Beginning at age 40, men should begin a conversation with their doctors about the benefits and limitations of prostate cancer screening tests, particularly the PSA (prostate-specific antigen in one’s blood).
Should you choose prostate cancer screenings, you should get a PSA test somewhere between the ages of 45-50. If you are African American or have a family history (father, uncles, brother, son), you should strongly consider getting tested (PSA, optional digital rectal exam) at or before age 45.
We recommend regular screenings between the ages of 50-75 at intervals decided upon by men and their doctors, based on test results and monitoring year-to-year increases in ng/mL values.
Between the ages of 76-85, men should continue their dialogues with their GPs and urologists to decide on a testing regimen for those years. Most healthcare websites discourage PSA testing for men over the age of 85.
What are the most common signs of prostate cancer?
The main reason that screening for prostate cancer is so important is that the vast majority of the localized – and most curable – cases of prostate cancer have no symptoms. A decrease in the force of the urinary stream, difficulty starting urination, and frequent nighttime urination are more likely to be BPH, or benign prostatic hyperplasia.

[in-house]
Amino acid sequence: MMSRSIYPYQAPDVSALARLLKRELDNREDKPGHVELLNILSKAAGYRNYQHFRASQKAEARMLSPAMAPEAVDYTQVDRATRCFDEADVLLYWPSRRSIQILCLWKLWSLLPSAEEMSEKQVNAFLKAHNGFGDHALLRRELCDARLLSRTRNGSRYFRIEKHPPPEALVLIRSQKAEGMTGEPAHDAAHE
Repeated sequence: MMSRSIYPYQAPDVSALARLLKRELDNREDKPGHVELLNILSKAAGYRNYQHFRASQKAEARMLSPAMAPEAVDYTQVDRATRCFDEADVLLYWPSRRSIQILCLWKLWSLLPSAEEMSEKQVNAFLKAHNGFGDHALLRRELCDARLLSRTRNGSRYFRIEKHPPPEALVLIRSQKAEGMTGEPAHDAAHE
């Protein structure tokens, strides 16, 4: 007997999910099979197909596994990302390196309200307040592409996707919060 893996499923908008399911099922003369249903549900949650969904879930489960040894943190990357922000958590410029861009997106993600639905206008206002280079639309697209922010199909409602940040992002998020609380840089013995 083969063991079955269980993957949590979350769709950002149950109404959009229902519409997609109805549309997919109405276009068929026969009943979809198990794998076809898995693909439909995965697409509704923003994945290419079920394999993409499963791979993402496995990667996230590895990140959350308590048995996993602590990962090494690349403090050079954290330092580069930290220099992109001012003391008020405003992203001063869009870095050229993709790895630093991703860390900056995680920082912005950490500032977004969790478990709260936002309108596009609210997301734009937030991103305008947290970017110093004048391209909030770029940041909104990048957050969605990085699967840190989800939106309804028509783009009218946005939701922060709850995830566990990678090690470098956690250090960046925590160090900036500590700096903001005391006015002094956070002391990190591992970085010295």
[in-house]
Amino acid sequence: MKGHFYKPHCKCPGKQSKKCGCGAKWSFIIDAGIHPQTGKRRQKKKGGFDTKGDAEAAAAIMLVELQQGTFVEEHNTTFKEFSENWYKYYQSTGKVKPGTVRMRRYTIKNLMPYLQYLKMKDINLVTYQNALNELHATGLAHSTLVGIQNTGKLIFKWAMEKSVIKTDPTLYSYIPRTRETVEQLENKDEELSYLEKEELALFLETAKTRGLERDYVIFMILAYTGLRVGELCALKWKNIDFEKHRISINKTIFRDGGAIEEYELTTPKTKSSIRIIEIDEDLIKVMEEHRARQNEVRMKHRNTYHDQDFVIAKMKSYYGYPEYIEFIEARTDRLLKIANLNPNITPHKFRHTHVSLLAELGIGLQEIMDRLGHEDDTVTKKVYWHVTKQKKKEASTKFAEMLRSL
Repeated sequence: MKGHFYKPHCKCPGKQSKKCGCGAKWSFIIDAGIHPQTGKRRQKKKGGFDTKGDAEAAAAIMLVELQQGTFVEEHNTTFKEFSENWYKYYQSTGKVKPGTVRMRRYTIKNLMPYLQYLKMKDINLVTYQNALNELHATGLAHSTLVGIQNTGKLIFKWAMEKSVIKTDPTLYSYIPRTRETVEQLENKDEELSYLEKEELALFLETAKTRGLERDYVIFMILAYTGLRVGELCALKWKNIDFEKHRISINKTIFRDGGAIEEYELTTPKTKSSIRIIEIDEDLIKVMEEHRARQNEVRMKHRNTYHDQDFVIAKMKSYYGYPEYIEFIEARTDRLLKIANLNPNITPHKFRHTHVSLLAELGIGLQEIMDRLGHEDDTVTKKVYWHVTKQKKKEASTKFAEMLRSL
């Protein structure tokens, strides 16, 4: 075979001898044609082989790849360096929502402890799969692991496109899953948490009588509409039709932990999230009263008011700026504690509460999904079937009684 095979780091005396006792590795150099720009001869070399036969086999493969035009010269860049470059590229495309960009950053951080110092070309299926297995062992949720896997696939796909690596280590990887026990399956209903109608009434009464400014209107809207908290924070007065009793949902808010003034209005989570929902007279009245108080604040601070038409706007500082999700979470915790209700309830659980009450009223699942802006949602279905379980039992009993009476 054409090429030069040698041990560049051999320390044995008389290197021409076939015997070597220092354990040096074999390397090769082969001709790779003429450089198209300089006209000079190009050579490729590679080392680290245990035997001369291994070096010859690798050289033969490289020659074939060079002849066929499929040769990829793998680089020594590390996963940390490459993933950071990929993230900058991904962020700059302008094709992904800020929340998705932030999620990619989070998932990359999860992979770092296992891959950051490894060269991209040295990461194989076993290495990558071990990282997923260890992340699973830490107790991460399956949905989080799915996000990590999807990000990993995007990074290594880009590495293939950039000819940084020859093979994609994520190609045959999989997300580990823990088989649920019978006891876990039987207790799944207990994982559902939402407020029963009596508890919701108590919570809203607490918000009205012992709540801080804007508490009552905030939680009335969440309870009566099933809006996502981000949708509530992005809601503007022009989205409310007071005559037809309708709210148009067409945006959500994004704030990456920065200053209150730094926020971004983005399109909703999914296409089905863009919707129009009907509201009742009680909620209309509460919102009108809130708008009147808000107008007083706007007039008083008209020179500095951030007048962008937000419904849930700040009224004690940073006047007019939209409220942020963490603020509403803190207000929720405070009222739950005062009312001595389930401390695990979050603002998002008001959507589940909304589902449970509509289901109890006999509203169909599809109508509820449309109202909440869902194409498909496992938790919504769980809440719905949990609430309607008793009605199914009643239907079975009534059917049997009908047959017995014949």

Note: A diagnosis of BPH does not completely rule out prostate cancer. There have been cases where BPH occurred coincidentally with the prostate cancer.
About 10% of all diagnoses, however, indicate advanced-stage prostate cancer that has spread outside the prostate and the lymph system. These cases are likely to have symptoms similar to those of BPH, including blood in the urine, painful urination and a decreased urinary flow.
Additional information is available on the Signs and Symptoms of Prostate Cancer page.
Ask Your Question
If you have a question about prostate cancer that you would like us to answer, we invite to you submit it to us via the form on our Ask Us a Question page.